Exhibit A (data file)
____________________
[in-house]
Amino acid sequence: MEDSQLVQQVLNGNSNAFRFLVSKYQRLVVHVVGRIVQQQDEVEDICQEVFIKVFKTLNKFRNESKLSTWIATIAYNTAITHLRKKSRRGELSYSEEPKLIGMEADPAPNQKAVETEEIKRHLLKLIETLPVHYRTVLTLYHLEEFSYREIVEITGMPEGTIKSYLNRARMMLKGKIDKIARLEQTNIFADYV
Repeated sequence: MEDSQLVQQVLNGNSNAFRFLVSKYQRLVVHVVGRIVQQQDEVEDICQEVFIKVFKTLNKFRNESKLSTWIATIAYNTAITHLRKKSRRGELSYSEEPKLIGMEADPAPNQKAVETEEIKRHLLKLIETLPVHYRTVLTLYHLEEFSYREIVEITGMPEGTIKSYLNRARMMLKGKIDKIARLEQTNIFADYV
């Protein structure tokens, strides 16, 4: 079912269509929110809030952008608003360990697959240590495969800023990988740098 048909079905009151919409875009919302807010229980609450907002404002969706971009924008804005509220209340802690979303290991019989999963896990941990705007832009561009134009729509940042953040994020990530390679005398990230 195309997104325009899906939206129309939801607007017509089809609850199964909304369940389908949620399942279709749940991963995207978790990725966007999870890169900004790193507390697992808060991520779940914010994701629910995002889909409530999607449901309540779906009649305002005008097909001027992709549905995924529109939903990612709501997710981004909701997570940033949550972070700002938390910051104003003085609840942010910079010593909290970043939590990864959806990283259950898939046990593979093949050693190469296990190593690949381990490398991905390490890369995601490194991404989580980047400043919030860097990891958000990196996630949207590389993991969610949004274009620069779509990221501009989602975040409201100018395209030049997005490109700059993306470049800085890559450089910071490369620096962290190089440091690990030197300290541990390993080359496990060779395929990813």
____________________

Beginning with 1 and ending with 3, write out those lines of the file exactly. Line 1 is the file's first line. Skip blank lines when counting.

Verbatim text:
[in-house]
Amino acid sequence: MEDSQLVQQVLNGNSNAFRFLVSKYQRLVVHVVGRIVQQQDEVEDICQEVFIKVFKTLNKFRNESKLSTWIATIAYNTAITHLRKKSRRGELSYSEEPKLIGMEADPAPNQKAVETEEIKRHLLKLIETLPVHYRTVLTLYHLEEFSYREIVEITGMPEGTIKSYLNRARMMLKGKIDKIARLEQTNIFADYV
Repeated sequence: MEDSQLVQQVLNGNSNAFRFLVSKYQRLVVHVVGRIVQQQDEVEDICQEVFIKVFKTLNKFRNESKLSTWIATIAYNTAITHLRKKSRRGELSYSEEPKLIGMEADPAPNQKAVETEEIKRHLLKLIETLPVHYRTVLTLYHLEEFSYREIVEITGMPEGTIKSYLNRARMMLKGKIDKIARLEQTNIFADYV